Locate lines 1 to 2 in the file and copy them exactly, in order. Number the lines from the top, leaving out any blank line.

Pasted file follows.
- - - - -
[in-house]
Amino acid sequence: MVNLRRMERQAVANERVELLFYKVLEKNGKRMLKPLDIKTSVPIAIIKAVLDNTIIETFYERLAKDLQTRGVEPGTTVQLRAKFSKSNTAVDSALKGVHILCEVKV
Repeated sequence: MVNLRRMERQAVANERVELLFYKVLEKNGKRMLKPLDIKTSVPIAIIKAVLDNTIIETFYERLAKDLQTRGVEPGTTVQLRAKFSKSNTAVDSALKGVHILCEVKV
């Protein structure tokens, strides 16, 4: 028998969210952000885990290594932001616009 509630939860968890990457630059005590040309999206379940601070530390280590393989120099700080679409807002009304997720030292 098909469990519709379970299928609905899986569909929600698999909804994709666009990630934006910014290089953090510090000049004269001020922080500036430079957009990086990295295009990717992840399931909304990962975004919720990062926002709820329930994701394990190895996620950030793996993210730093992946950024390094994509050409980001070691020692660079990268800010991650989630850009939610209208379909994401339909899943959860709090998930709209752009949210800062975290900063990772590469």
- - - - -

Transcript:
[in-house]
Amino acid sequence: MVNLRRMERQAVANERVELLFYKVLEKNGKRMLKPLDIKTSVPIAIIKAVLDNTIIETFYERLAKDLQTRGVEPGTTVQLRAKFSKSNTAVDSALKGVHILCEVKV